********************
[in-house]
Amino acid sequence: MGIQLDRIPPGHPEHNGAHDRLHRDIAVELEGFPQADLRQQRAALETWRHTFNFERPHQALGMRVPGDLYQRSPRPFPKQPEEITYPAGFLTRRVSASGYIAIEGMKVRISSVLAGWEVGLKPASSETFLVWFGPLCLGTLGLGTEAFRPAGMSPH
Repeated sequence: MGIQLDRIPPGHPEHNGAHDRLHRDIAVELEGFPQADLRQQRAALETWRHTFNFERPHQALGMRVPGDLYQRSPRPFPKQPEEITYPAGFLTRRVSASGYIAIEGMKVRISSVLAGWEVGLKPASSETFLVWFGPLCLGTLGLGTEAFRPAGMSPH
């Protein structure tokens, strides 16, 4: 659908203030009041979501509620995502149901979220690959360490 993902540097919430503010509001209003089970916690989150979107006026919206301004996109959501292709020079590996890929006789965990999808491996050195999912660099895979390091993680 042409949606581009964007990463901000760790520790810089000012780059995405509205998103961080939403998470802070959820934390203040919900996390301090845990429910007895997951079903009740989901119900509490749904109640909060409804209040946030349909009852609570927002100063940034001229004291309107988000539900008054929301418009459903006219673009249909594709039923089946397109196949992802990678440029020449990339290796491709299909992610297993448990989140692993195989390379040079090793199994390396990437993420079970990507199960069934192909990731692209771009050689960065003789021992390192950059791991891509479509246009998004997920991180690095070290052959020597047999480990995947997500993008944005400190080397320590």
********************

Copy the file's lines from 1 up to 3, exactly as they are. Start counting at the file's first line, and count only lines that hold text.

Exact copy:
[in-house]
Amino acid sequence: MGIQLDRIPPGHPEHNGAHDRLHRDIAVELEGFPQADLRQQRAALETWRHTFNFERPHQALGMRVPGDLYQRSPRPFPKQPEEITYPAGFLTRRVSASGYIAIEGMKVRISSVLAGWEVGLKPASSETFLVWFGPLCLGTLGLGTEAFRPAGMSPH
Repeated sequence: MGIQLDRIPPGHPEHNGAHDRLHRDIAVELEGFPQADLRQQRAALETWRHTFNFERPHQALGMRVPGDLYQRSPRPFPKQPEEITYPAGFLTRRVSASGYIAIEGMKVRISSVLAGWEVGLKPASSETFLVWFGPLCLGTLGLGTEAFRPAGMSPH